Friday, 24 June 2016

History of Russia in Photographs

Vladimir Semin: Sparrow Hills, Moscow, 1 May 1994

The Multimedia Art Museum, Moscow, has announced a website devoted to the History of Russia in Photographs, launched appropriately on 12 June, Russia’s national day.  Covering the period 1860 to 2000, it currently has almost 80,000 images, with more added daily.  The aim, according to Olga Sviblovo, the museum's director, is to bring together as many photographs as possible in a ‘visual Wikipedia’ of Russian history, or as the site itself puts it, the ‘life of the country in all its manifestations’.   To date it combines holdings from more than forty archives, museums, private collections, and the state archives.  Many of the photographs have never been published before.  As well as the project drawing from established sources, individuals can post images they own which were taken before 2000.  The resulting website will encourage research and discussion, provide a valuable educational resource, and act as a beacon for further donations of historical material.

It is possible to search chronologically or by name or keyword.  An understanding of Russian (or an online translator) is necessary to be able to read the captions but is not necessary to examine the photographs themselves as the timeline can be manipulated by means of cursors defining start and end dates.  Registered users can leave comments, and create their own ‘exhibitions’.  The former should help to expand the bald descriptions of many entries which at present cry out for elaboration.

Browsing the website shows what astonishing changes have occurred in Russia in the period it covers.  The earliest photographs were taken when serfdom still existed, and the display tracks the changes from Tsardom, the First World War, the 1917 revolution, the Communist regime in its various forms, the Great Patriotic War, Cold War, Glasnost, to the fall of the USSR.  It is a lot of history and a very big country.  In that context, 80,000 images suddenly seems a small number, but once it really gets going there is scope for the site to reflect the country – its people, places and events – in all its facets.

At the moment certain gaps are apparent.  To take an example, putting Afghanistan (or rather Афганистан) in the search box brings up only five images, all from 1980 and by a single individual.  Thousands more relating to the Russian presence in Afghanistan must be lurking in Russian government files.  One would think it odd not to see any from Vietnam on a website devoted to the History of the United States in Photographs.  Admittedly there is a tagging issue at the moment; many of the most recent photographs, from 1999, are of Russian forces in presumably Chechnya, but these are not identified as such.  What is on the website is also governed by what has survived.  Only nine images are tagged with Trotsky’s name, hardly surprising taking into account how he was airbrushed by Stalin, and it may be necessary to source material suppressed within Russia from external archives to provide comprehensive coverage.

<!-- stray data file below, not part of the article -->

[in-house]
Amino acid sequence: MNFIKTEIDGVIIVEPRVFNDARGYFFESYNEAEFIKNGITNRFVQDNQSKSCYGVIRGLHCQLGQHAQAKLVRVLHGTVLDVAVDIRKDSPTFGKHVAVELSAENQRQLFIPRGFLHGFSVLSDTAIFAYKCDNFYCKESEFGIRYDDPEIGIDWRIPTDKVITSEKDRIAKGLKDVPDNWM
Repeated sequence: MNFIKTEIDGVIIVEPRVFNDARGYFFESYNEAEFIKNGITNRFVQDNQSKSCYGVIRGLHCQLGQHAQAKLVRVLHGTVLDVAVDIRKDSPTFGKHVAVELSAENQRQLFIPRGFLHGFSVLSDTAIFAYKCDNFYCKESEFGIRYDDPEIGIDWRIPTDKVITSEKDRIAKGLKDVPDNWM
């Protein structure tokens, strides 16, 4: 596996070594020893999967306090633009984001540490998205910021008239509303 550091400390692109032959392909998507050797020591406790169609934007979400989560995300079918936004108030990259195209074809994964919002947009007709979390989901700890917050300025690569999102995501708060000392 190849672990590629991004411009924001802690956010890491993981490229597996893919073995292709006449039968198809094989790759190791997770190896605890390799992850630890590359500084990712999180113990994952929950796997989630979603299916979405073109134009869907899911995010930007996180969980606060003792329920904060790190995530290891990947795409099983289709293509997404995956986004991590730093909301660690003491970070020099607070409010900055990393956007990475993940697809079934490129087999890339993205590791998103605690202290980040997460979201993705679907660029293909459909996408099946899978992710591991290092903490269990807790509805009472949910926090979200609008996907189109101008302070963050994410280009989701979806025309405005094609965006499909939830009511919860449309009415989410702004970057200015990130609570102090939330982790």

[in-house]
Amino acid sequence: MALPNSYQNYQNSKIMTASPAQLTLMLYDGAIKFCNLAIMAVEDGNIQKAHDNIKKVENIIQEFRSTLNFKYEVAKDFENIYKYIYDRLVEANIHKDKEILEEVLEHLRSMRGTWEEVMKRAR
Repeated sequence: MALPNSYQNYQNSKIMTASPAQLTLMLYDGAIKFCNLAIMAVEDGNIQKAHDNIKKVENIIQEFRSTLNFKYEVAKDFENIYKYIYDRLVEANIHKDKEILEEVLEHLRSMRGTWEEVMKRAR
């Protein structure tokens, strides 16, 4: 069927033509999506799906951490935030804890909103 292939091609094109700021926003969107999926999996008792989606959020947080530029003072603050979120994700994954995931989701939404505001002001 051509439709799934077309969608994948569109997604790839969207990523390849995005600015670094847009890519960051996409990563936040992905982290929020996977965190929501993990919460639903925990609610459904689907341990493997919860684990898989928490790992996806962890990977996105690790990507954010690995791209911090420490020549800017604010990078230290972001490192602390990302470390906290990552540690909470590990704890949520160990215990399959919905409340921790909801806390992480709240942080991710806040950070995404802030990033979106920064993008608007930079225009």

Another notable gap is indicated by the presence of only one photograph by Boris Mikhailov, of two men sitting in a kitchen dating from 1983.  Mikhailov has produced a large documentary body, as I know because an extensive selection was shown at the Photographers’ Gallery in London in the 2014 exhibition Primrose:Early Colour Photography in Russia.  Some of these works are challenging, but represent a legitimate view of the USSR.  It cannot be said that the Multimedia Art Museum is unaware of Mikhailov because Primrose was put together in conjunction with them, and the curator was Olga Sviblova.  There may be copyright issues of course, but many of Mikhailov’s pictures have been legitimately published online, so it should not be difficult to obtain his permission to add them to the History of Russia in Photographs database.

It is early days, and I am sure that many of the omissions will be filled in in time, though I wonder if there are criteria for inclusion which have not been made public.  It is worth bearing in mind that support has been provided by the Ministry of Culture of the Russian Federation, the Moscow Department of Culture, the Federal Agency for Press and Mass Communications, and Yandex, a Russian multinational which operates the most widely-used search engine in the country.  Official support may have come with strings.  Sviblovo’s announcement contained the declaration: ‘We began thinking of such a portal in 1999 because we understood how important it would be to create a photographic history for future generations.  You cannot build the future without knowing your past.’  Let’s hope the aim is to provide a representative, not a selective, view of the past.  It would be a pity if ideological influences were allowed to affect the content.

Such concerns notwithstanding, the website is a marvellous achievement, which raises the obvious question for someone browsing it in the UK: why are we not doing something similar?  The Victoria and Albert Museum in London is an obvious body to initiate a project like this, with its existing collection soon to be complemented by some 400,000 objects which are going to be transferred to its custody from the National Media Museum in Bradford.  The V&A has stated that it plans to increase opportunities to see its extensive photography holdings, both physically and digitally, but the sceptic in me suspects that digital access will not be on the scale of the History of Russia in Photographs.  The V&A’s curators could do worse than look at the Moscow initiative for inspiration when planning their own offering.